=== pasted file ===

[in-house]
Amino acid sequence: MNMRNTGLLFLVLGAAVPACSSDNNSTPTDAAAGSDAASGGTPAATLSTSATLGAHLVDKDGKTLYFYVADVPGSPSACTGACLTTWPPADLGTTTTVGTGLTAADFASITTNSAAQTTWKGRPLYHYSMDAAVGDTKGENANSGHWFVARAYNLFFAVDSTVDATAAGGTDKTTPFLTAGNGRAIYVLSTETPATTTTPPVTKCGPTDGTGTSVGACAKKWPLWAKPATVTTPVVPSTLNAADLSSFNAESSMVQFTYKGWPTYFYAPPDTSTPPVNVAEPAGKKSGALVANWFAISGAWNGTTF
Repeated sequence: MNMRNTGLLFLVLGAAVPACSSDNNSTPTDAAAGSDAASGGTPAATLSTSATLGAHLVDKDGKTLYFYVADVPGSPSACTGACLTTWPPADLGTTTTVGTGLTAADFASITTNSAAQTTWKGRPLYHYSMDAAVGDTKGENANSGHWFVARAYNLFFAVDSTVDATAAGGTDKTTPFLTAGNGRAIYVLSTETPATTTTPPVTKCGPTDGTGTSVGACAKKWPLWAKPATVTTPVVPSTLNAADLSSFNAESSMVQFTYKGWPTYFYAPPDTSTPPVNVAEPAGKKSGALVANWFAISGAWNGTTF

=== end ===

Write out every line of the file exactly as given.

[in-house]
Amino acid sequence: MNMRNTGLLFLVLGAAVPACSSDNNSTPTDAAAGSDAASGGTPAATLSTSATLGAHLVDKDGKTLYFYVADVPGSPSACTGACLTTWPPADLGTTTTVGTGLTAADFASITTNSAAQTTWKGRPLYHYSMDAAVGDTKGENANSGHWFVARAYNLFFAVDSTVDATAAGGTDKTTPFLTAGNGRAIYVLSTETPATTTTPPVTKCGPTDGTGTSVGACAKKWPLWAKPATVTTPVVPSTLNAADLSSFNAESSMVQFTYKGWPTYFYAPPDTSTPPVNVAEPAGKKSGALVANWFAISGAWNGTTF
Repeated sequence: MNMRNTGLLFLVLGAAVPACSSDNNSTPTDAAAGSDAASGGTPAATLSTSATLGAHLVDKDGKTLYFYVADVPGSPSACTGACLTTWPPADLGTTTTVGTGLTAADFASITTNSAAQTTWKGRPLYHYSMDAAVGDTKGENANSGHWFVARAYNLFFAVDSTVDATAAGGTDKTTPFLTAGNGRAIYVLSTETPATTTTPPVTKCGPTDGTGTSVGACAKKWPLWAKPATVTTPVVPSTLNAADLSSFNAESSMVQFTYKGWPTYFYAPPDTSTPPVNVAEPAGKKSGALVANWFAISGAWNGTTF